Mapa said economic activities resumed earlier outside NCR, especially where COVID-19 cases were lower and quarantine measures were less stringent.

Also, Mapa said the July 2020 labor survey showed a faster increase in labor force participation in areas outside Metro Manila, likely as Filipinos who had availed themselves of the Balik Probinsya program looked for new jobs back home.

On a per sector basis, the five occupations which shed the most jobs year-on-year were :

Arts entertainment and recreation, shedding 72.9 percent of jobs to 117,000
Accommodation and food service, down 35.9 percent to 1.3 million
Information and communication, down 28.8 percent to 306,000
Fishing and aquaculture, down 21.2 percent to 1.1 million
Professional, scientific and technical businesses, down 19.7 percent to 248,000.

Comparing July employment numbers to April’s, acting Socioeconomic Planning Secretary Karl Kendrick T. Chua said at a press conference that jobs from agriculture, construction, manufacturing, trade and transport led the rebound.

“The decrease in the unemployment rate means that some 2.7 million jobs returned as the quarantine level eased,” Chua said.

“In addition, some 4.9 million workers rejoined the labor force. All in all, some 7.5 million jobs were restored,” said Chua, who heads the state planning agency National Economic and Development Authority (Neda).

“The July survey figures show a direct link between the level of quarantine restriction and labor market outcomes,” he said.

He said when 78.8 percent of the economy was locked down under enhanced community quarantine (ECQ) last May, gross domestic product (GDP) and unemployment “worsened to record levels.”

In July, when only 2.1 percent of the economy was on ECQ, “the result is a significant reduction in the unemployment rate and the return of 7.5 million jobs.”

“These data show that the government has responded to the needs of the people and will continue to do so,” Chua said.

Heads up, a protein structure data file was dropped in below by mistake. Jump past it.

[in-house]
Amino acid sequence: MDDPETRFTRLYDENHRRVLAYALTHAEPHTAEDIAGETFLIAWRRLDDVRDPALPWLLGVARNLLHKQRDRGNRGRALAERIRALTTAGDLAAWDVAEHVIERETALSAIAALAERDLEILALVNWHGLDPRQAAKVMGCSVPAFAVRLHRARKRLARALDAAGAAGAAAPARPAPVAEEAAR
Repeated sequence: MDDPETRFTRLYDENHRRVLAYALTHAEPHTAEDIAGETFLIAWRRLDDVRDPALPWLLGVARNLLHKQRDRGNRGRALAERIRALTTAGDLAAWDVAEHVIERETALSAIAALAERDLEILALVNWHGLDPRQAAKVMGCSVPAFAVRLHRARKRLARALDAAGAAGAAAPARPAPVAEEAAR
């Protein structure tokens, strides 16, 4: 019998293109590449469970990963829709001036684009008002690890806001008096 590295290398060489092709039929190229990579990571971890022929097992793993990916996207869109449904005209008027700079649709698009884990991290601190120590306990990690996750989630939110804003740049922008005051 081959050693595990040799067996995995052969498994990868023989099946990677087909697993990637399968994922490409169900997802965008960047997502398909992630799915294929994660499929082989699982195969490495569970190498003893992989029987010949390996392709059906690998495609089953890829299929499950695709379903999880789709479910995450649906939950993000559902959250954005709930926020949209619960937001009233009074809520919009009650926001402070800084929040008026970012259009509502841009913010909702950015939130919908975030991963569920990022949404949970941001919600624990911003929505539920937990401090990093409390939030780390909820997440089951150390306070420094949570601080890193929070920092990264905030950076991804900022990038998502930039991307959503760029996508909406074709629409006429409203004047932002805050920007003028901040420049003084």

Chua said he sees better GDP and unemployment in the coming months but these “will hinge on how open the economy is.”

“This entails a better strategy” in fighting coronavirus involving “detect, isolate, treat and recover” principles, he said.

“It also requires a safe and sufficient number of public transportation that, if needed, is supported by service contract subsidies,” Chua said.

“Without the public transport system back sufficiently, many people cannot go back to work,” he added.

“To illustrate, under GCQ [general community quarantine], the share of the NCR economy that is allowed to open is 58.2 percent, but without sufficient public transport, it falls to 35.5 percent,” he said.

“To bounce back from this crisis, we will need to open the economy even more. This will depend on everyone working together to adhere to health standards, as the government accelerates the implementation of the recovery program,” Chua added.

The Neda chief said three things would help boost job return:

The pending P165-billion stimulus of Bayanihan to Recover as One, or Bayanihan 2, bill
Sustained rollout of big-ticket infra projects under “Build, Build, Build” (BBB)
The proposed P4.5-trillion 2021 national budget

Chua said BBB was expected to create 1.1 million direct and indirect jobs this year, on top of an additional 1.7 million in 2021.

In 2021, 2.4-2.8 million jobs were projected to be created to reduce the unemployment rate to 6-8 percent, Chua said.

By 2022, the jobless rate should revert to pre-pandemic levels of as low as 4-5 percent, Chua added, based on the assumption that a COVID-19 vaccine would be widely available by the middle of 2021.

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TAGS: #COVID19PH, coronavirus Philippines, Employment, jobs, labor force, PSA, self-employed, Statistics